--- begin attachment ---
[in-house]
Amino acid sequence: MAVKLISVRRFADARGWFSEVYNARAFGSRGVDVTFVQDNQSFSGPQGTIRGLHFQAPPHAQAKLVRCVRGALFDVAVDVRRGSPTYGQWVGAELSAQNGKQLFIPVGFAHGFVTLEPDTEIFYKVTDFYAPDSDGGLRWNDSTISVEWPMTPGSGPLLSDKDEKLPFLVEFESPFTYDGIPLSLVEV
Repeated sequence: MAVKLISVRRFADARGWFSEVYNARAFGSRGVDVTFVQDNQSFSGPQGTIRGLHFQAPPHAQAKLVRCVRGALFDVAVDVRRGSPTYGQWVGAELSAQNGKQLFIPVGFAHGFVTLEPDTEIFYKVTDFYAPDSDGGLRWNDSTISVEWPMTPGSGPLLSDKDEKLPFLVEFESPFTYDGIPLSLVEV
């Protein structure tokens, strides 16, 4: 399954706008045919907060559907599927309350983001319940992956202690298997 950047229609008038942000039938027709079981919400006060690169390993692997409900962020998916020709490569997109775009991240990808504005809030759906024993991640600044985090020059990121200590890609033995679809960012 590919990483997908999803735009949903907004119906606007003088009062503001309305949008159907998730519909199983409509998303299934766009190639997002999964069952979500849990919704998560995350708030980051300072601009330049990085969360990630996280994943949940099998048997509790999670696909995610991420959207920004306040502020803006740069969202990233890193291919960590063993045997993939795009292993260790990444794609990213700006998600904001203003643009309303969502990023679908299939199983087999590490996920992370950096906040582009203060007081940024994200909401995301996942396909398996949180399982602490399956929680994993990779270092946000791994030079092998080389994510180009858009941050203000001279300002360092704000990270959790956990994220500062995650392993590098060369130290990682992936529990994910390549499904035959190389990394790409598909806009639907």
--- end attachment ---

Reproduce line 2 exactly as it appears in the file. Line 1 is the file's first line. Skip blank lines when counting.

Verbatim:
Amino acid sequence: MAVKLISVRRFADARGWFSEVYNARAFGSRGVDVTFVQDNQSFSGPQGTIRGLHFQAPPHAQAKLVRCVRGALFDVAVDVRRGSPTYGQWVGAELSAQNGKQLFIPVGFAHGFVTLEPDTEIFYKVTDFYAPDSDGGLRWNDSTISVEWPMTPGSGPLLSDKDEKLPFLVEFESPFTYDGIPLSLVEV